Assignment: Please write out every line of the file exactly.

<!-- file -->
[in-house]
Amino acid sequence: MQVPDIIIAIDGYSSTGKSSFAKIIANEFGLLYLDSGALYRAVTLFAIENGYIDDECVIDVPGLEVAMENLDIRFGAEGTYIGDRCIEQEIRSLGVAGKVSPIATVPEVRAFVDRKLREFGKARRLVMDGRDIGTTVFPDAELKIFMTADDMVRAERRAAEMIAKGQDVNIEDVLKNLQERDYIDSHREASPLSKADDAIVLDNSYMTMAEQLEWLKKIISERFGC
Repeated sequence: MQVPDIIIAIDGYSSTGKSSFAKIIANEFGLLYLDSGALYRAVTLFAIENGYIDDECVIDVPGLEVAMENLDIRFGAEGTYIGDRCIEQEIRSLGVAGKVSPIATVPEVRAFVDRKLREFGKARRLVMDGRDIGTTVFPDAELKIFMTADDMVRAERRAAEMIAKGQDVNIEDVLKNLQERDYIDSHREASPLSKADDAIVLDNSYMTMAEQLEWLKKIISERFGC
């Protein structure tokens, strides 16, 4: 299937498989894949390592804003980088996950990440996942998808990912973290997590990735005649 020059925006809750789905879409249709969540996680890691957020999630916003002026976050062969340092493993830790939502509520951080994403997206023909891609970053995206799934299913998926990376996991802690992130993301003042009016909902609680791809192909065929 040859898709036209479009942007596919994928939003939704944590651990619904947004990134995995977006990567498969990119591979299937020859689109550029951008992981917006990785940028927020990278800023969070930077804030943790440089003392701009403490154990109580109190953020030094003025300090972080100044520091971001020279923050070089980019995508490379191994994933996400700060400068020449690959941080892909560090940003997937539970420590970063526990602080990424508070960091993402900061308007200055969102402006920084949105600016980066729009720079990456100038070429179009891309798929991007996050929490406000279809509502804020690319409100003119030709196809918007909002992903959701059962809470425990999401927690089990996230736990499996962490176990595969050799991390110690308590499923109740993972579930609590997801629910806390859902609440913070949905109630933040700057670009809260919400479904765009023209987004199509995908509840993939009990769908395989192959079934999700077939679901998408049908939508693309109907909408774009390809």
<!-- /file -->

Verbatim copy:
[in-house]
Amino acid sequence: MQVPDIIIAIDGYSSTGKSSFAKIIANEFGLLYLDSGALYRAVTLFAIENGYIDDECVIDVPGLEVAMENLDIRFGAEGTYIGDRCIEQEIRSLGVAGKVSPIATVPEVRAFVDRKLREFGKARRLVMDGRDIGTTVFPDAELKIFMTADDMVRAERRAAEMIAKGQDVNIEDVLKNLQERDYIDSHREASPLSKADDAIVLDNSYMTMAEQLEWLKKIISERFGC
Repeated sequence: MQVPDIIIAIDGYSSTGKSSFAKIIANEFGLLYLDSGALYRAVTLFAIENGYIDDECVIDVPGLEVAMENLDIRFGAEGTYIGDRCIEQEIRSLGVAGKVSPIATVPEVRAFVDRKLREFGKARRLVMDGRDIGTTVFPDAELKIFMTADDMVRAERRAAEMIAKGQDVNIEDVLKNLQERDYIDSHREASPLSKADDAIVLDNSYMTMAEQLEWLKKIISERFGC
């Protein structure tokens, strides 16, 4: 299937498989894949390592804003980088996950990440996942998808990912973290997590990735005649 020059925006809750789905879409249709969540996680890691957020999630916003002026976050062969340092493993830790939502509520951080994403997206023909891609970053995206799934299913998926990376996991802690992130993301003042009016909902609680791809192909065929 040859898709036209479009942007596919994928939003939704944590651990619904947004990134995995977006990567498969990119591979299937020859689109550029951008992981917006990785940028927020990278800023969070930077804030943790440089003392701009403490154990109580109190953020030094003025300090972080100044520091971001020279923050070089980019995508490379191994994933996400700060400068020449690959941080892909560090940003997937539970420590970063526990602080990424508070960091993402900061308007200055969102402006920084949105600016980066729009720079990456100038070429179009891309798929991007996050929490406000279809509502804020690319409100003119030709196809918007909002992903959701059962809470425990999401927690089990996230736990499996962490176990595969050799991390110690308590499923109740993972579930609590997801629910806390859902609440913070949905109630933040700057670009809260919400479904765009023209987004199509995908509840993939009990769908395989192959079934999700077939679901998408049908939508693309109907909408774009390809």